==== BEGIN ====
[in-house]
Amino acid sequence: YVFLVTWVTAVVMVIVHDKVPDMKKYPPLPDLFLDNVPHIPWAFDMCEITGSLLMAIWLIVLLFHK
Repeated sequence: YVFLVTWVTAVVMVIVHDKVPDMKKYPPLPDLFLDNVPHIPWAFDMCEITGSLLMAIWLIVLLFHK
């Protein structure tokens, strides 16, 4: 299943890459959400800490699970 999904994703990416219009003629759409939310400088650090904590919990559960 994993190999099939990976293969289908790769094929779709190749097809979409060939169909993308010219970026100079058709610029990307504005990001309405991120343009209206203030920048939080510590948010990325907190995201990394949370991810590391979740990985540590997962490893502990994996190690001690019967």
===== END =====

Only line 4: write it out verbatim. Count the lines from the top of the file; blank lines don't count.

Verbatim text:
């Protein structure tokens, strides 16, 4: 299943890459959400800490699970 999904994703990416219009003629759409939310400088650090904590919990559960 994993190999099939990976293969289908790769094929779709190749097809979409060939169909993308010219970026100079058709610029990307504005990001309405991120343009209206203030920048939080510590948010990325907190995201990394949370991810590391979740990985540590997962490893502990994996190690001690019967």